{¶9} At 1:00 p.m., Ms. Peck sent an e-mail to Mr. Burns stating that Kennametal's confirmation order had been received and was accepted, and that Stalloy could ship on Monday, October 20, 2008, if Kennametal's truck was ready.

{¶10} At 2:00 p.m., Mr. Burns sent Ms. Peck an e-mail saying he was working on getting three trucks to Stalloy to pick up the scrap. He said he was not sure it would happen that day, but he would let her know when he found out.

{¶11} Ms. Peck testified that when she got off the phone, she told her operations manager, Dennis Morley, to write up the shipping tickets because she had just sold the carbide they had for sale.

{¶12} Mr. Morley testified he was aware of Kennametal's 1,000-pound weight limitation. He asked Ms. Peck if they needed to re-package the carbide in 1,000-pound drums, but Ms. Peck indicated that shipping the carbide in the 2,000-pound containers was acceptable to Kennametal.

{¶13} Martha Henson, scrap buyer for Stalloy, testified for the defense. On cross-examination, she testified she overheard Ms. Peck's end of her telephone conversation with Mr. Burns. Ms. Henson heard Ms. Peck ask Mr. Burns if it would be acceptable to ship the carbide in 55-gallon drums containing 2,000 pounds each.

Immediately after this conversation, Ms. Peck instructed her personnel to ship the 60 barrels of carbide each containing 2,000 pounds, for a total of 120,000 pounds. In its judgment, the trial court found: "Thus one evaluating the testimony would be entitled to infer that Sugar Peck's question to David Burns with respect to 2,000 pound drums was answered by him in the affirmative."

{¶14} Ms. Peck testified that on Monday, October 20, 2008, and Tuesday, October 21, 2008, the trucking company Kennametal hired arrived at Stalloy and picked up the carbide. Stalloy's personnel loaded the carbide onto the three trucks, and it was thereafter delivered to a Kennametal facility in North Carolina.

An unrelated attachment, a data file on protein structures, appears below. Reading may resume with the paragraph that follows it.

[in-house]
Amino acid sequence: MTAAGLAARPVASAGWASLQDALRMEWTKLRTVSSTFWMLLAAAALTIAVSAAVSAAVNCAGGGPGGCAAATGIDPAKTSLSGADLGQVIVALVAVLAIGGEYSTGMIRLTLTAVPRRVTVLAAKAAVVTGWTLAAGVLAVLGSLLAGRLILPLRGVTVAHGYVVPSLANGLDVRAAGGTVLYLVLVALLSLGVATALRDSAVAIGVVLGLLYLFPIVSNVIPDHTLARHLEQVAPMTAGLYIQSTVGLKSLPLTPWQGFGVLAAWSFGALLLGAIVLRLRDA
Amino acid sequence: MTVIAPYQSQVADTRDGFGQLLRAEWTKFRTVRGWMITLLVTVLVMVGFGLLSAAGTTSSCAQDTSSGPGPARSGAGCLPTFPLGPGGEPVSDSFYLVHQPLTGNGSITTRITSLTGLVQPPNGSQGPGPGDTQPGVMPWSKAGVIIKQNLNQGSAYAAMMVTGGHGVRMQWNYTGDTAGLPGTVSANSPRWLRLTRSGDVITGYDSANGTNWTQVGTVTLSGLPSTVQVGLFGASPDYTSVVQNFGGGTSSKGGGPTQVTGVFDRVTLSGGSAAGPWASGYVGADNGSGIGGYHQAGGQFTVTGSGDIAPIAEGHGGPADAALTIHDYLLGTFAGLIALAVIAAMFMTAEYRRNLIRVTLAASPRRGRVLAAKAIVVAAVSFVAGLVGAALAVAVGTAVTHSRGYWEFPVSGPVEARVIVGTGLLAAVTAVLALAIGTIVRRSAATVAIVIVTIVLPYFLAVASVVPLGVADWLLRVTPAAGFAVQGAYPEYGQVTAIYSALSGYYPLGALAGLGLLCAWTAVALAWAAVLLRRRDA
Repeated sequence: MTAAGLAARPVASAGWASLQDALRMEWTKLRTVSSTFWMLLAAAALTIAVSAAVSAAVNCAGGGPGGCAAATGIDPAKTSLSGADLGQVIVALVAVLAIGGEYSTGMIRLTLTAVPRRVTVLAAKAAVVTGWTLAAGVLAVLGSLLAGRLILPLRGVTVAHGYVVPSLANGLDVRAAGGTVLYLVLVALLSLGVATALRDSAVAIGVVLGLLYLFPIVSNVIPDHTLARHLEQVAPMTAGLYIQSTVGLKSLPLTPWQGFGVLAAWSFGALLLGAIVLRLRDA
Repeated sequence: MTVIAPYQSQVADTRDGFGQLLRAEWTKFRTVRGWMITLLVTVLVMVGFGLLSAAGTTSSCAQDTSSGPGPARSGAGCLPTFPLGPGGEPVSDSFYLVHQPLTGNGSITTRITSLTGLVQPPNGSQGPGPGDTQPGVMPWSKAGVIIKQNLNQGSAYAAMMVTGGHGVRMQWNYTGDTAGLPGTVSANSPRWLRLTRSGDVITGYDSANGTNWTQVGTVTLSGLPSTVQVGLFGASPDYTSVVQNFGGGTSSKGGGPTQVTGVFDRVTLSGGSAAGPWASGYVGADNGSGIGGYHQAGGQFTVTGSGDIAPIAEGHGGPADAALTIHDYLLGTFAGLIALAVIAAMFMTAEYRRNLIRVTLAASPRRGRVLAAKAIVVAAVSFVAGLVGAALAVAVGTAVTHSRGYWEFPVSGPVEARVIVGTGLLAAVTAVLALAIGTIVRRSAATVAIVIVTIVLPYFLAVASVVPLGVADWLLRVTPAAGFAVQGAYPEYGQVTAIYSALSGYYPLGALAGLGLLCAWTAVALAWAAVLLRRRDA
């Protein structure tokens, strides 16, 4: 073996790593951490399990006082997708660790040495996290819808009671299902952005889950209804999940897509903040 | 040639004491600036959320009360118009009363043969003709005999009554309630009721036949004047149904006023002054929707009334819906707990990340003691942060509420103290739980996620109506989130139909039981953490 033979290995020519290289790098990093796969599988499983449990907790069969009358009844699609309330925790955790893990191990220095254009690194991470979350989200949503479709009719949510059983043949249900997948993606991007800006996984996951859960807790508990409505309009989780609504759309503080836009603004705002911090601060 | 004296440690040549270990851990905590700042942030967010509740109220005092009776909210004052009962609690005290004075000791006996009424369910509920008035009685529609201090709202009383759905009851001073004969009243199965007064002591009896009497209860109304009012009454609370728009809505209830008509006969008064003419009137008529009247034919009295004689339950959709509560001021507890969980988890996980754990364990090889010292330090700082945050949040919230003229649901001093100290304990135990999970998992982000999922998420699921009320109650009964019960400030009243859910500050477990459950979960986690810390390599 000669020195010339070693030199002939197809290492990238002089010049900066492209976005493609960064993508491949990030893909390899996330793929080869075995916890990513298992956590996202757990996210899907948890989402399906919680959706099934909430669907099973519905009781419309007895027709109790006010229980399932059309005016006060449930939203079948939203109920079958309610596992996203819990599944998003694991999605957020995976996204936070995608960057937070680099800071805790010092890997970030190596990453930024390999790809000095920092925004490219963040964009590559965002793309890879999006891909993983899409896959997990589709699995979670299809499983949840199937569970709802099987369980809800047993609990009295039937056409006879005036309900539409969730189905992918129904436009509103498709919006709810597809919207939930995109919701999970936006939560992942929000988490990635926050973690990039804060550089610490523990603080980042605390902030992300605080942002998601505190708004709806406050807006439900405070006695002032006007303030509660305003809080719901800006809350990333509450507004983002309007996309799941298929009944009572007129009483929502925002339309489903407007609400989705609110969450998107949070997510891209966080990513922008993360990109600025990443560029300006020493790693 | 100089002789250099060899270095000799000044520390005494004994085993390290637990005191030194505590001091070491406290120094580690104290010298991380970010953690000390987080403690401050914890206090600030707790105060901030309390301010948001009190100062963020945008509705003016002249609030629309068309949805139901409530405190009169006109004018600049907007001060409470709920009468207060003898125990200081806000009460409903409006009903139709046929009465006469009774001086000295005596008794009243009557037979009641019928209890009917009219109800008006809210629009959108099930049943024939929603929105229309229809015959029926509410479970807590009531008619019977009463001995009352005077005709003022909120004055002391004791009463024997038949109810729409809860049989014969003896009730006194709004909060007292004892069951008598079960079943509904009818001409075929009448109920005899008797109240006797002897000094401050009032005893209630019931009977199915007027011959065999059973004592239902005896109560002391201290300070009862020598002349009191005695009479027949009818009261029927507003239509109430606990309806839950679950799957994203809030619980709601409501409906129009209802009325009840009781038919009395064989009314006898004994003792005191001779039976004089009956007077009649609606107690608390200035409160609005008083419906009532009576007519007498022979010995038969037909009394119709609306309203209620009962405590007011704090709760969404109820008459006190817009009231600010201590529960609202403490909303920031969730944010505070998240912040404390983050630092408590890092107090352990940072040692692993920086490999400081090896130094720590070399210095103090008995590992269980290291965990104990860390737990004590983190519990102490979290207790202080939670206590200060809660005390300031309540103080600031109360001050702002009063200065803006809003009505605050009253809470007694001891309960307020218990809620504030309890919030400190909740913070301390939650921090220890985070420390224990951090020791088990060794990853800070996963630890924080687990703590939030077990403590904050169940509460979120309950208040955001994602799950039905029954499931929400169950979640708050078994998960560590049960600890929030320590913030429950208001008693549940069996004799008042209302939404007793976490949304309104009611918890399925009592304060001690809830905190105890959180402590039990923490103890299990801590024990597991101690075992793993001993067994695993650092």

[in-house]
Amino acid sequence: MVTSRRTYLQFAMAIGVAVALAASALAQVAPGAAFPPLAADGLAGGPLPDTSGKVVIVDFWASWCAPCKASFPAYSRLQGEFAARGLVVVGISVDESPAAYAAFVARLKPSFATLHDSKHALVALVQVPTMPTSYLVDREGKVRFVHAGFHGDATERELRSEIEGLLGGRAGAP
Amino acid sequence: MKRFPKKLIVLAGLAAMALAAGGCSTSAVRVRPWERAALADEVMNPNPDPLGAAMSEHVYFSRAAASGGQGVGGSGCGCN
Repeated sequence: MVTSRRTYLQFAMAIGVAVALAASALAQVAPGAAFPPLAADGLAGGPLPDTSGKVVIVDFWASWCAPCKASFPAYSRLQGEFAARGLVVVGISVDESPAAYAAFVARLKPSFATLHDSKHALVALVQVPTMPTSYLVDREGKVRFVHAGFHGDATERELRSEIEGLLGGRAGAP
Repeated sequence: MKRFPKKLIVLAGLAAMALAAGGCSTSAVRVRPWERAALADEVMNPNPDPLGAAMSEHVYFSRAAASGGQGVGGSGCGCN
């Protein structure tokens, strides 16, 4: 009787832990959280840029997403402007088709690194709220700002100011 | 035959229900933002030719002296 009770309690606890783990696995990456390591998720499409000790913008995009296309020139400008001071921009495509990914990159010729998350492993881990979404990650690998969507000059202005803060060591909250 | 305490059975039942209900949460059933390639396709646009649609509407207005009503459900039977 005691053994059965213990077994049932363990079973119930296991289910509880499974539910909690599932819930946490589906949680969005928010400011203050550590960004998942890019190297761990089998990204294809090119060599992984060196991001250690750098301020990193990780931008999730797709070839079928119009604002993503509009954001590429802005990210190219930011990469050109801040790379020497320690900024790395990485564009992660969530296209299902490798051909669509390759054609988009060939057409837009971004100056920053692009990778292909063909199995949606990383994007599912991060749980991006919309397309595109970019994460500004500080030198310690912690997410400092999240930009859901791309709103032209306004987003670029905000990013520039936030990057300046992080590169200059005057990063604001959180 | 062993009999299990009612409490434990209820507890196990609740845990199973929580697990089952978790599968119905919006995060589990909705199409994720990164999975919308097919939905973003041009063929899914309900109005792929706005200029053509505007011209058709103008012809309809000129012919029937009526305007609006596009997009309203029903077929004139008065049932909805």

{¶15} Ms. Peck testified that during the week of October 20, 2008, the price of carbide dropped "like a rock" due to the economy. On Wednesday, October 22, 2008, Kennametal's trucking company called Ms. Peck, and told her that Kennametal had received the first two truckloads on Tuesday, but was not accepting the third truckload.

{¶16} Ms. Peck called Mr. Burns. He said he had no idea what was going on, but he would call her back. However, Mr. Burns did not return the call. Instead, he sent her an e-mail later that day in which he said he was informed that Kennametal was not accepting shipments this large right now so he had to send the carbide back.

{¶17} Ms. Peck testified she had a conference call with Paul Treml, manager of Kennametal's carbide recycling program, and Mr. Burns' boss, Ron O'Rourke. Mr. O'Rourke said he had no idea why the materials were rejected.

{¶18} Ms. Peck testified that one week later, on October 29, 2008, Tom Barrett of Kennametal sent her a letter saying that Kennametal would not accept Stalloy's shipment because it did not comply with the provision in the terms and conditions requiring that no more than 1,000 pounds of carbide be shipped in any one container. Mr. Barrett's letter also advised Ms. Peck that Kennametal had suspended its carbide recycling program and was not accepting carbide under the program until further notice. This was the first time Ms. Peck was informed there was a problem with the weight of the containers.